Like each and every season, Bruce Hamilton’s expectations are nothing less than his team challenging for a Western Hockey League championship.
And each year when the playoffs end before the month of May, the Kelowna Rockets’ GM feels a sense of both emptiness and unfinished business.
The Rockets were ousted from the WHL post season Sunday night, losing in six games to the Seattle Thunderbirds in the Western Conference championship.
Based on the way his club played over the last two months of the season, Hamilton believed the Rockets had set the table for a championship run.
As it turned out, the defending Western Conference champion Thunderbirds were one roadblock the Rockets couldn’t find a way to get past.
“I had a good feeling about this team, the pathway we were on from the trade deadline on, I really felt we had the team to win,” said Hamilton. “Our team got a lot better, I’m pretty sure people didn’t think we were going to sneak up on them like we did.
“I tried to explain to our players how hard it is to get there and to win,” he added. “We’re very fortunate to have been there (the Memorial Cup) five times before, so to get that close and see it slip away is always disappointing.”
As was the case at times during the regular season, Hamilton said discipline and was an issue again for the Rockets in the Western Conference final.
The GM also credited Seattle for their workmanlike effort and said the physical punishment delivered on the Rockets on a nightly basis took its toll.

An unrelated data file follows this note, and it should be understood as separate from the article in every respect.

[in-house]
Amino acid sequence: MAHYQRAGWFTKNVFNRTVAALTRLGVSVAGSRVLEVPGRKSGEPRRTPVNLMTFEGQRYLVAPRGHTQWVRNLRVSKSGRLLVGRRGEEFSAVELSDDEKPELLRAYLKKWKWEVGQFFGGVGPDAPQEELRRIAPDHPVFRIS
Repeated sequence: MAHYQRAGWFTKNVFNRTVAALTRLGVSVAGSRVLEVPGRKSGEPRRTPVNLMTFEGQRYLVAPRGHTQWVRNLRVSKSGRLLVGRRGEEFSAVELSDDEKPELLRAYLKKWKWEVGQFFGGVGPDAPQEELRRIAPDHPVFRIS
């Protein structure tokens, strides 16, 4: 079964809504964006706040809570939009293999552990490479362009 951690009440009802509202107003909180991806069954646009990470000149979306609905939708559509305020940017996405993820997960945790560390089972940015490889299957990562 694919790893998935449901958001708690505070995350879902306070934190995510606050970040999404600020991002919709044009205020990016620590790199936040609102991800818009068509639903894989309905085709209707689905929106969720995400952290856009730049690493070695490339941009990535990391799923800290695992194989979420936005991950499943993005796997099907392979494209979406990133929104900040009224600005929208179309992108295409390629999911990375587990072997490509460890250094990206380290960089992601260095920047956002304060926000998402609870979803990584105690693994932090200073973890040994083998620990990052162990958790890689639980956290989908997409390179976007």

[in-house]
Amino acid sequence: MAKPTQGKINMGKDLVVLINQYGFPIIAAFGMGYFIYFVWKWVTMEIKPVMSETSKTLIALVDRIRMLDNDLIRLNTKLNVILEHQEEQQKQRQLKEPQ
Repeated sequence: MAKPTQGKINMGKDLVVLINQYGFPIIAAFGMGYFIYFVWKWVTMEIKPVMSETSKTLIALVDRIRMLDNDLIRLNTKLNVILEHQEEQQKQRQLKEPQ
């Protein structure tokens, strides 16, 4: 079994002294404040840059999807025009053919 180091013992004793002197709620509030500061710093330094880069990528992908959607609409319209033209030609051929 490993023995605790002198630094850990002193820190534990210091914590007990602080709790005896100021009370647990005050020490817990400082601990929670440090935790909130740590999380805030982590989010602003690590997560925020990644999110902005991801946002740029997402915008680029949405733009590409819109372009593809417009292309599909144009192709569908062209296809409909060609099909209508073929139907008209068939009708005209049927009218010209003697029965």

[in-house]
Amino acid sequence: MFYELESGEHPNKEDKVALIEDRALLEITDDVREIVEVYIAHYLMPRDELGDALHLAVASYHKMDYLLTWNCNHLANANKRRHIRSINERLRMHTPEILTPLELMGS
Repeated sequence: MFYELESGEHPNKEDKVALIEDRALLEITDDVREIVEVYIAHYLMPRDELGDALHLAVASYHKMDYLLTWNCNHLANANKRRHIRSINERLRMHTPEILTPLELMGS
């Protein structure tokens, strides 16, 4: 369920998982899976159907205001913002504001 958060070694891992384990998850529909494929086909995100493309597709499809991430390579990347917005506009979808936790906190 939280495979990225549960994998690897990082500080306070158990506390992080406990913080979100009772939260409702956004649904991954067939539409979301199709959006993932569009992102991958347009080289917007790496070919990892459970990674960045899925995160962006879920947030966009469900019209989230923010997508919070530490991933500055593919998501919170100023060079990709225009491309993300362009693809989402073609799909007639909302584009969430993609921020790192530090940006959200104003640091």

“You can’t take anything away from Seattle, they’re a very physical team and as the series went on our guys seemed less and less interested,” said Hamilton, who also pointed to a pair of late game-winning goals in Games 1 and 3 by Seattle that shifted momentum in the series. “I thought through the first four games, we really had a chance to grab hold of the series, but those late goals really turned the series.”
Outgoing captain Rodney Southam is one of at least six players who the Rockets will see moving on. The Saskatoon-born forward is joined by overage grads Michael Herringer and playoff scoring leader Reid Gardiner, as well as Nick Merkley, Calvin Thurkauf, Lucas Johansen—and possibly Devante Stephens—who are expected to turn pro.
As for the future, Hamilton is upbeat about the club the Rockets will ice next season. Dillon Dube, Kole Lind, Cal Foote and Nolan Foote are among those who will form the foundation of the team.
And with youngsters like Kyle Topping, Liam Kindree, Jack Cowell and Kaeden Korczak all expected to take a another big step forward, Hamilton said the coaching staff should have another strong stable of talent to work with.
“We’ve got a good group coming back,” said Hamilton. “It was a learning curve this year for Jason (Smith) but now he knows all of them, he’ll be able to come in next year and hit the the ground running.”
As for Jason Smith—with the exception of winning a championship—there wasn’t much more the 43-year-old head coach could have asked from his rookie season behind the Rockets’ bench.
“It was outstanding,” said Smith, who led Kelowna to 45 regular season victories. “As a staff the work ethic, the time the players put in and the energy they brought every day to the rink, it was great to come to the rink. To be around a group of kids or young men or whatever you want to call them: They were well-behaved, they worked hard, they were coachable and good people. It was a great experience.”
The Rockets are now preparing for this Thursday’s WHL bantam draft in Calgary. Kelowna’s first choice will be in the second round, 39th overall.